- Naturally occurring microorganisms produce many fermented milk products.
- This preservation of milk has been known to be used since around 10,000 BC.
- Soured milk, kefir, and yoghurt are three such products.
- They could be described as “cousins”.
- Lactose, the sugar, in the milk is converted into lactic acid – this is what gives them the sour taste.
Soured Milk – Kwaśne mleko or Zsiadłe mleko – is the fermented milk product that is found in Northern Europe, especially in Poland. It forms naturally from bacteria in fresh milk and these bacteria live happily in colder climates.
When we used to have farm milk at home my mother made soured milk all the time and then also made twaróg – Polish curd cheese, which is used in lots of Polish recipes – savoury and sweet.
However you cannot make soured milk from pasteurised milk at home (of course it can be made in a dairy where they will have starters).
Yoghurt – jogurt – is the fermented milk product that is found in Southern Europe and the Middle East. It forms naturally from bacteria in fresh milk and these bacteria live happily in warmer climates.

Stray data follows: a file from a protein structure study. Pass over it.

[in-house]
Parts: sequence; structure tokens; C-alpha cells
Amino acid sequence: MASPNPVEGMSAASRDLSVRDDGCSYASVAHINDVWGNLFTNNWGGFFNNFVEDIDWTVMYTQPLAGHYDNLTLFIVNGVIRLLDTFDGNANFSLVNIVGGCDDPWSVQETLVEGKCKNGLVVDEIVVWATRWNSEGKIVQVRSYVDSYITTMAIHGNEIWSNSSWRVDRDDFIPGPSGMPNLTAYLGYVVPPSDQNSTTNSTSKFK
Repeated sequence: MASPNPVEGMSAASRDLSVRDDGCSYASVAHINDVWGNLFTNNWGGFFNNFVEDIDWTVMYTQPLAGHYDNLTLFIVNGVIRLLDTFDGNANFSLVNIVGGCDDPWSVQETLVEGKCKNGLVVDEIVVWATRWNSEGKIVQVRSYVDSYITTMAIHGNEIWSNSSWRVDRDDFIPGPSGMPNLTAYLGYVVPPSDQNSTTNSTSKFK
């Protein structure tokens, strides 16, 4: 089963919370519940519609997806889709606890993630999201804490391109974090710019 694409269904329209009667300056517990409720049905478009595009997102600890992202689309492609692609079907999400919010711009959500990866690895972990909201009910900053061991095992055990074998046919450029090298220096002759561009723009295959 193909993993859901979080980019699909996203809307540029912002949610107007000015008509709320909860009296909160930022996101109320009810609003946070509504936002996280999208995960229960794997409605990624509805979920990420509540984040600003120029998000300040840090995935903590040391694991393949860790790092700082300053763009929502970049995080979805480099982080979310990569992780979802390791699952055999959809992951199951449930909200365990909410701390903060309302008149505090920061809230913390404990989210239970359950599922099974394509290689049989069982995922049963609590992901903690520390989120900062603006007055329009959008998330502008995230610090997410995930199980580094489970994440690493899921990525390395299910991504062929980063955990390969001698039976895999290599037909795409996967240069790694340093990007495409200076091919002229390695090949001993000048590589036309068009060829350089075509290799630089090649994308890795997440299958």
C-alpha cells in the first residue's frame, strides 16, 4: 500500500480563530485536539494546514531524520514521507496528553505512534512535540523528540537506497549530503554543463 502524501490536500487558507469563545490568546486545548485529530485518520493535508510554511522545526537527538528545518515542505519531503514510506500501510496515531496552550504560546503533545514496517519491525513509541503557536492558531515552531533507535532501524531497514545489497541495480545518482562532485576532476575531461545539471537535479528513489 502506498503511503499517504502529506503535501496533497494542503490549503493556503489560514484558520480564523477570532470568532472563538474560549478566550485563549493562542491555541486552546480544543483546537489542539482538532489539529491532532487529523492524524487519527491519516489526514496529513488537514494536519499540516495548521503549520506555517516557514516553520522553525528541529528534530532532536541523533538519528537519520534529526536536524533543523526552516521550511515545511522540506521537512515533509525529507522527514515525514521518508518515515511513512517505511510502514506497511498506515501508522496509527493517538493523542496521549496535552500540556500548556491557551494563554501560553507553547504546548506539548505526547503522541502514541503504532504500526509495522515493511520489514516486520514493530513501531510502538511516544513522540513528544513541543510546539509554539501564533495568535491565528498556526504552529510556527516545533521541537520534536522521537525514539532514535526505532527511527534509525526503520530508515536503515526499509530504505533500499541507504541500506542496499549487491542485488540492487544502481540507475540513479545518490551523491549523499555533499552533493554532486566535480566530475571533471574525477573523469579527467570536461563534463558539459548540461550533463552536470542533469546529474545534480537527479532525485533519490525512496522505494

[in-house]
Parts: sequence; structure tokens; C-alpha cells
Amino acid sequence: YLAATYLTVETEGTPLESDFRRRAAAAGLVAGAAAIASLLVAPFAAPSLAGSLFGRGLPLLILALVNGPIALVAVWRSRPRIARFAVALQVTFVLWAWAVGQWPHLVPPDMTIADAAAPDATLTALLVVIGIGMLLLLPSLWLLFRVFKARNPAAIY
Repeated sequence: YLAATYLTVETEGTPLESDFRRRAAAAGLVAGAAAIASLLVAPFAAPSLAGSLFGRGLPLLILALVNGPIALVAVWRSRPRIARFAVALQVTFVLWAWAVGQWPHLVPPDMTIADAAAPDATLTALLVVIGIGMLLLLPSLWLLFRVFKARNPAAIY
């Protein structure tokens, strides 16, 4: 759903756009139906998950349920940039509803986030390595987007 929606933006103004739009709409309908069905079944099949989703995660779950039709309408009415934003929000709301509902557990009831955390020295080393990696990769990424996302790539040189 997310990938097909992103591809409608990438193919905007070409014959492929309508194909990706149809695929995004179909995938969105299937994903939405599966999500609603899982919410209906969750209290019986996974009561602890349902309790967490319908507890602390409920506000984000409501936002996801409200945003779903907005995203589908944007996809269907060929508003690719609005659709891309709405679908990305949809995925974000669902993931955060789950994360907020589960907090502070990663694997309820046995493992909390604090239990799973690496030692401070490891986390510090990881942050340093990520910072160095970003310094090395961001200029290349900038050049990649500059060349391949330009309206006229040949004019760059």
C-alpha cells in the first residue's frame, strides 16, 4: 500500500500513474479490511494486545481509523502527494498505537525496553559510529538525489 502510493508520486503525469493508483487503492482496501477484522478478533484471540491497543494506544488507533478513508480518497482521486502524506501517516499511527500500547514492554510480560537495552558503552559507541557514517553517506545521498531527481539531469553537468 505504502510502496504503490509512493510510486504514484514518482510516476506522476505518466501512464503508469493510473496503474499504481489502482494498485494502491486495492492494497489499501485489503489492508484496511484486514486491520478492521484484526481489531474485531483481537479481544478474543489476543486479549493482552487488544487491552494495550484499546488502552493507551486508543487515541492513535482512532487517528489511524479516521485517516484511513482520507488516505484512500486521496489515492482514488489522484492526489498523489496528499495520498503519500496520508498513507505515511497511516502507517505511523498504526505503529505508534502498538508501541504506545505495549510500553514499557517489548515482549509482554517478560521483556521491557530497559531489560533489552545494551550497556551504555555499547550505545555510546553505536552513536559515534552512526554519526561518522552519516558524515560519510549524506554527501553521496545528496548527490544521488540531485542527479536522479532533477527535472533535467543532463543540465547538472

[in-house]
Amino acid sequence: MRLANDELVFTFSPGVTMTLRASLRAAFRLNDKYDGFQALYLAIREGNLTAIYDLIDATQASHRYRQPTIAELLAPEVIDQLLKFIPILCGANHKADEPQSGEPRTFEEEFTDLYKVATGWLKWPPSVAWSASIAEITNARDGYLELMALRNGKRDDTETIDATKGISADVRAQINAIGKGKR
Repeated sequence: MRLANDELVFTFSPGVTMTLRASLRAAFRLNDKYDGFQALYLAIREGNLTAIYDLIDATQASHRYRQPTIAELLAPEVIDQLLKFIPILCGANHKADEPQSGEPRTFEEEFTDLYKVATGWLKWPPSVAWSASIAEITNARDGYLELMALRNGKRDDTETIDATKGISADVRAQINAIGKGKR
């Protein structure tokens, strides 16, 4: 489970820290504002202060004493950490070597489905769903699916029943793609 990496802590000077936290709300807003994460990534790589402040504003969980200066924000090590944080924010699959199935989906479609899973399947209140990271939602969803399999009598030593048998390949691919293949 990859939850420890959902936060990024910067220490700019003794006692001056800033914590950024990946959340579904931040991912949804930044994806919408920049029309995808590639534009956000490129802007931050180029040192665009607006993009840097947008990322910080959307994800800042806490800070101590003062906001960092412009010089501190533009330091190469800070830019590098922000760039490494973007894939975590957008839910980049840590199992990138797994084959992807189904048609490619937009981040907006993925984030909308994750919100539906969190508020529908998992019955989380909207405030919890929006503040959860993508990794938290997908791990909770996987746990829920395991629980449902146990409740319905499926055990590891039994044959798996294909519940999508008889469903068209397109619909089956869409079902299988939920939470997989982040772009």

You can make yoghurt at home because you can use some bought yoghurt as a starter and some milk and then continue using your yoghurt as a starter and so on.
I have written how to make yoghurt in my post on Yoghurt & Yoghurt Cheese in 2015.
Kefir – is similar to yoghurt though usually it is not as thick. A mixture of lactic acid producing bacteria, acetic acid producing bacteria and yeasts are involved in its formation.
I know you can get “grains” for making your own kefir although I have never tried.
I buy kefir from my local Polish shops and discovered recently that the large Tesco supermarket near me stocks it (In fact it is a Polish product!).
Recently I was given a recipe from an old Polish cookery book for a chocolate cake using kefir – I have tried this out – this and more kefir cake recipes will be posted soon.